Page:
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A Project of The Annenberg Public Policy Center

George W. Bush’s Presidential Vetoes

Q: Has President George W. Bush used his veto power more than most presidents?

A: No. Only 14 presidents have used their veto power fewer times than Bush, and only one president since the start of the 20th century has issued fewer vetoes.


According to the U.S. Senate, George W. Bush has issued nine vetoes. All nine have come during his second term in office. That’s the second-lowest total of any administration since the start of the 20th century. Warren G. Harding, whose fatal heart attack in 1923 limited his term to just two years, issued six vetoes.

The veto wasn't popular during the first century of the American republic. A 2004 Congressional Research Service study shows that each of the first 16 U.S. presidents issued fewer than 13 vetoes. In fact, six members of that group (Adams, Jefferson, John Quincy Adams, William H. Harrison, Taylor and Fillmore) issued no vetoes at all. Of course, only three of the six served a full term: Harrison died about a month after taking office, and Fillmore and Taylor shared a single term. The two Adamses each served a single term. That leaves Jefferson as the only two-term president not to issue a veto. Among the early chief executives, only John Tyler (10) and Andrew Jackson (12) cracked the double digits.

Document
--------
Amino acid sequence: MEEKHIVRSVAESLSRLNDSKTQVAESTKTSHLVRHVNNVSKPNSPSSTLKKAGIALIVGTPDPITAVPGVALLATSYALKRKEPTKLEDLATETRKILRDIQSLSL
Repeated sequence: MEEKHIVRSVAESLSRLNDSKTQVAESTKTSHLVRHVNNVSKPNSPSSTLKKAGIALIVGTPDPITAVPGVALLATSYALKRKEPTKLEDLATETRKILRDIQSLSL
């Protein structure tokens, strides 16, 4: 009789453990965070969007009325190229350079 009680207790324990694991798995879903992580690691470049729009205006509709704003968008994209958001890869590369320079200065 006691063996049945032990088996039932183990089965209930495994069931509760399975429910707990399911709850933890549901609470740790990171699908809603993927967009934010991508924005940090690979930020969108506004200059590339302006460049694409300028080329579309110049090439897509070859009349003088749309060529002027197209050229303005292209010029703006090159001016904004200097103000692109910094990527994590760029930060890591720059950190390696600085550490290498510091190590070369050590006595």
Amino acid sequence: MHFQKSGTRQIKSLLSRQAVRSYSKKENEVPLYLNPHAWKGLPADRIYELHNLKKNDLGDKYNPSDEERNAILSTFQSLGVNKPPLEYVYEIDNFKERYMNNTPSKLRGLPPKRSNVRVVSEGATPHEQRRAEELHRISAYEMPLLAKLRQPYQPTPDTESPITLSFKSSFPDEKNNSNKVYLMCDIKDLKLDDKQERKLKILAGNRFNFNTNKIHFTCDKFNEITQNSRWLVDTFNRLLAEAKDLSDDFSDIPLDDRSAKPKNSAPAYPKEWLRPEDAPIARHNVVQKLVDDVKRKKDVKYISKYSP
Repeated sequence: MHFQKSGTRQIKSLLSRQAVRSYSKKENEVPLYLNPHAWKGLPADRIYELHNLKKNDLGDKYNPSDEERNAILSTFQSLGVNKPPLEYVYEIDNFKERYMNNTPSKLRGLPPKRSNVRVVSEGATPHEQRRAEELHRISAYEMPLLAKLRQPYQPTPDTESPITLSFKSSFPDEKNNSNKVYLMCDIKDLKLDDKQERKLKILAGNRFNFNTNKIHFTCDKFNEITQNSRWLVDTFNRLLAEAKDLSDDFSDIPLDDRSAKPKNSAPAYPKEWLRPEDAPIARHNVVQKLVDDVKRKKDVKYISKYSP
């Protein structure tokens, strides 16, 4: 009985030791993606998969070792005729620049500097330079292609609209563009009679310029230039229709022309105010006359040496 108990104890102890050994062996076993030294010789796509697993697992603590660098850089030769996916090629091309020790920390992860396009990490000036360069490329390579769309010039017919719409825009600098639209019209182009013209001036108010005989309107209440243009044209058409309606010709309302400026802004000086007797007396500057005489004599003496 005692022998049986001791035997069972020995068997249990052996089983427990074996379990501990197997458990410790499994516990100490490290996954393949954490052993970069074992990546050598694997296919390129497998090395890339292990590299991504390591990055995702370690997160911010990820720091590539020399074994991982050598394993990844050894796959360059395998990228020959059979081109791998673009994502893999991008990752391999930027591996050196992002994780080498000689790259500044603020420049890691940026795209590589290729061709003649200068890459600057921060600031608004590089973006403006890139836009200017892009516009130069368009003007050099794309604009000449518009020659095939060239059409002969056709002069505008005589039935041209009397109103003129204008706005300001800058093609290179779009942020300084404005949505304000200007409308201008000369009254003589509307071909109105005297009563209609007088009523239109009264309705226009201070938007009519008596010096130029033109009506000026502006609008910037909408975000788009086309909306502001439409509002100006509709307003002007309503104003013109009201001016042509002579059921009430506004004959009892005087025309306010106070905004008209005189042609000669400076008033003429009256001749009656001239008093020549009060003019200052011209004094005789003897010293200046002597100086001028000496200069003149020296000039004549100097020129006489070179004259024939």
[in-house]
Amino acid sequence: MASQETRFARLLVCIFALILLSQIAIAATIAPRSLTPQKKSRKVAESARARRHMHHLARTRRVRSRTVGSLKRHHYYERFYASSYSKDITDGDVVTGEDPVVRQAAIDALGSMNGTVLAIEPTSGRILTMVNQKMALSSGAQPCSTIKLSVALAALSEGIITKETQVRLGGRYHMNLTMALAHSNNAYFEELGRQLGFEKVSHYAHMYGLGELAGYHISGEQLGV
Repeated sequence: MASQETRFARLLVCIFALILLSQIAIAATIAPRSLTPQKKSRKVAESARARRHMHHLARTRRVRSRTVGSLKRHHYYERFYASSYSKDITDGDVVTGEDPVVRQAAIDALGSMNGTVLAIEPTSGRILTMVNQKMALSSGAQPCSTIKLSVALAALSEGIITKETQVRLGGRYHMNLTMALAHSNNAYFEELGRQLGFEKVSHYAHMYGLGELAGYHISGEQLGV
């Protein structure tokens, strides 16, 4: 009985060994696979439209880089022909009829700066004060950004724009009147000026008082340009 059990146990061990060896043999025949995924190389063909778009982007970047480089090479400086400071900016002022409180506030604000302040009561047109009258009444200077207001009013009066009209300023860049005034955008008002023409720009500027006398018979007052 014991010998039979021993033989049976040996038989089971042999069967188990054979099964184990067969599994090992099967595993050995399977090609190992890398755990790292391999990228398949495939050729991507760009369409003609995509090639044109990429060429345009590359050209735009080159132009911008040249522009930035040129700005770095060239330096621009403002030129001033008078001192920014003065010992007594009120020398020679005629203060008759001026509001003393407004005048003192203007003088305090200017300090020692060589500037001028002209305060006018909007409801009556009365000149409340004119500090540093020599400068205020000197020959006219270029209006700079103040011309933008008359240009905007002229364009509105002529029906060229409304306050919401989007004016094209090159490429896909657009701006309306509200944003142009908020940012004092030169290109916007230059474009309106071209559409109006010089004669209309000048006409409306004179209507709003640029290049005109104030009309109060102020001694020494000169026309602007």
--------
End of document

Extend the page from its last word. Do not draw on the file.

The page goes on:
Presidential vetoes gained in popularity in the 20th century, reaching a high mark under Franklin D. Roosevelt, who issued an astonishing 635 of them, or almost 53 for each of his 12 years in office. Truman and Eisenhower likewise issued triple-digit vetoes. The numbers dropped off in the second-half of the 20th century, ranging from John F. Kennedy’s 21 to Ronald Reagan's 78.

– Joe Miller


Sollenberger, Mitchel A. "Presidential Vetoes, 1789-Present: A Summary Overview." 7 April 2004. U.S. House of Representatives: Rules. 8 May 2008.

United States Senate. "Vetoes by President George W. Bush." 11 March 2008. United States Senate: Reference. 8 May 2008.